When we started doing living by the meal plan, it made life much much easier. No thinking was required as we know what we're cooking, and we know we have the ingredients. So, we both just got on with it. 

The preparation this strategy offered made life very easy, and I would highly recommend it to any couple or family if you haven't tried it before.

Shopping List

Following on from the point above. Make a list of all the items you need for your menu plan, and stick to it! It's tempting to go 'off list' at times but if you have a meal plan in place, it's easier to stick to a list. On this point, if we find GREAT value in an offer we were unaware of, and we can afford it, then we take full advantage of it. I discuss this more in 'Bulk Buying' below.

Sometimes, we'll even write items down to check if they're on sale or not. If they are we'll buy them, if not we'll leave it. We do this for 'Branded' and 'Premium' items mainly. For example, we mentioned that my fiance loves Lurpak which is a lot more expensive than basic butter. We'll only buy it at the store when it's on offer like 'Buy One Get One Free' or half price. Then we buy in bulk. If it's not on offer, we don't buy it. 

If I only plan on buying 2 items, I don't get a trolley or a basket. I just carry them around with my hands. I'm much less tempted to pick up other items if I can't physically carry them around the store. Similarly, I'll try to use the basket or a small trolley for shopping so we don't feel the need to 'Fill it'. There is Scientific research to suggest that when you're carrying a basket you're more inclined to fill it. The bigger the basket or trolley, the more inclined you are to fill it with items. 

Don't Shop When You're Hungry

This is a very quick, simply strategy for us, but we don't go into a supermarket when we're hungry. It's dangerous!

It will seriously test your resolve. Everything looks appealing, and we just end up chucking everything into a trolley as we imagine eating it all at once! It's hard not to overspend to compensate for your hunger urges.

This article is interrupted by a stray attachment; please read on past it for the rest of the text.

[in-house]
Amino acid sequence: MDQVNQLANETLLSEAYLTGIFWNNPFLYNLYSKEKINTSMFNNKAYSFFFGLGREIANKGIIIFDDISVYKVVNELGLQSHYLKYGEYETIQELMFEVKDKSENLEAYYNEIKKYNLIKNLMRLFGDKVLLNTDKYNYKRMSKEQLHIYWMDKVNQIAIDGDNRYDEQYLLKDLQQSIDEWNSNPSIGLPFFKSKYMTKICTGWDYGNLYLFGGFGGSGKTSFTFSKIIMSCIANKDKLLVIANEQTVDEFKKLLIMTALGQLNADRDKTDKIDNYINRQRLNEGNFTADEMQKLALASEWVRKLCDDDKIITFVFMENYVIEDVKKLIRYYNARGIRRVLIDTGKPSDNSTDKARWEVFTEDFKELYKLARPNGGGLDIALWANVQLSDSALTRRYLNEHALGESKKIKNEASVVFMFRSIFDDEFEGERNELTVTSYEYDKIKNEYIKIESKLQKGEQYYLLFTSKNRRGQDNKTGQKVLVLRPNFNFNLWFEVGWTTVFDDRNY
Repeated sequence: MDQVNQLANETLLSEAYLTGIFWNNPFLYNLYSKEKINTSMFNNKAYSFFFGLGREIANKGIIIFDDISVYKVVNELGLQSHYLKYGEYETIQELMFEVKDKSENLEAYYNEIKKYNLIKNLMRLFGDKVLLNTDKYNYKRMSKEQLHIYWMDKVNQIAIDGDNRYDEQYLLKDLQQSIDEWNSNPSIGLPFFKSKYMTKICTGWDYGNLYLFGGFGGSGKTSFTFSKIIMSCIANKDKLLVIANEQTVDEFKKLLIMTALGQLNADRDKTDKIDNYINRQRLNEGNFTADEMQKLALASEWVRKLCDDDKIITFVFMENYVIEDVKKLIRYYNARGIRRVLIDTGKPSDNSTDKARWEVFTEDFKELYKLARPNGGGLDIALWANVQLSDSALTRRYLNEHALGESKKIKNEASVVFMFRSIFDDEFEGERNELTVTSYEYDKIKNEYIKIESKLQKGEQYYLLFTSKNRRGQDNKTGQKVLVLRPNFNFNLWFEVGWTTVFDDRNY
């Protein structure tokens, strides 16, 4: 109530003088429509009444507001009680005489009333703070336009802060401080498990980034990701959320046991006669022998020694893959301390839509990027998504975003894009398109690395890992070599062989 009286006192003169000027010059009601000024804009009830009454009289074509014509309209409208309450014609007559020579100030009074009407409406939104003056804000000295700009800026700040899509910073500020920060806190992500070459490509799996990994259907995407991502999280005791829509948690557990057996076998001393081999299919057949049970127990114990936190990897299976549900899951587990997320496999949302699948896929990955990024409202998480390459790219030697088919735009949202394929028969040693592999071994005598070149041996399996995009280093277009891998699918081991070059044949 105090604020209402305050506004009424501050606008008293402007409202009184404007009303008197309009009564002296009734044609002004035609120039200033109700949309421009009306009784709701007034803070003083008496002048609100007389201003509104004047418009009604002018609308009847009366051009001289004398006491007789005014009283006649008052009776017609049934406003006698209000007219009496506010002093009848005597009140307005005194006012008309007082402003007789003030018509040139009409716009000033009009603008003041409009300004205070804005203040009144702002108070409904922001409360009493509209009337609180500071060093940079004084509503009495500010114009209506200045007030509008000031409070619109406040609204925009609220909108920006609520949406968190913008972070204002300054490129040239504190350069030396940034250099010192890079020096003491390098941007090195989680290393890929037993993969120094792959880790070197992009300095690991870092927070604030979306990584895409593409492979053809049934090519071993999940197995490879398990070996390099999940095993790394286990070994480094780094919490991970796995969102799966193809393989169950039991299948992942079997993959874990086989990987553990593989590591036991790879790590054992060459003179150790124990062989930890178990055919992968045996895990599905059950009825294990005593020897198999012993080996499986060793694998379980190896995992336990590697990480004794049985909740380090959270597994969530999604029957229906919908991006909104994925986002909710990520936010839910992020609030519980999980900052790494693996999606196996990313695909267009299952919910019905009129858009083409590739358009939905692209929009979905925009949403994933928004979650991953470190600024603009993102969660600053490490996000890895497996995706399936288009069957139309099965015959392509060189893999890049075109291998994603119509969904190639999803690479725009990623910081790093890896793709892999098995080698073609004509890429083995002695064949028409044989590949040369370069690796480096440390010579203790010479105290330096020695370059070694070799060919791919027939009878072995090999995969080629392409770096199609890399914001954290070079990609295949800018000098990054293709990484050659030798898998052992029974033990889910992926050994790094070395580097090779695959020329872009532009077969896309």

If we want to get a shop done in the morning, we now make sure we have a bite to eat before hand, as it tends to save us money!

Buy in bulk

If we find a brilliant deal on an item we always buy, we stock up on it! We look out for 'Buy One Get One Free' or half price items all the time. We do a lot of this for items that won't go off like cleaning or toiletry items. 

The key to making this work for us is to make sure we only buy items that we would normally buy anyway. It defeats the object if you just go around buying sale offers and they end up as waste. 

I like Kenco Millicano coffee (when I'm not on lent!), and I'll drink it everyday. The item is usually £3.99 for 100g (this is one of my treats). So, if I see it on a half price offer of £2, I'll go nuts and buy 6-10 cartons. That might set me back at the time, but I would go through that amount anyway, and now I'm saving £1.99 per carton. I end up saving more money in total (up to £10.99) for having the same amount of coffee. 

......and there you have it. These strategies have worked for us, and I would happily recommend all of them. If you haven't tried any of these out before, be my guest and give it a go. If you do try any, please let me know how you get on, I'd love to know. 

If I've managed to help even one person, try one strategy, just the once...... I'll be a happy man! 

Thanks again for reading and I'd also like to thanks those of you that have left supportive and encouraging comments over the last few posts. I really appreciate it!

Have you tried any of these strategies before? How have they worked for you? Do you have any strategies of your own that you would like to share?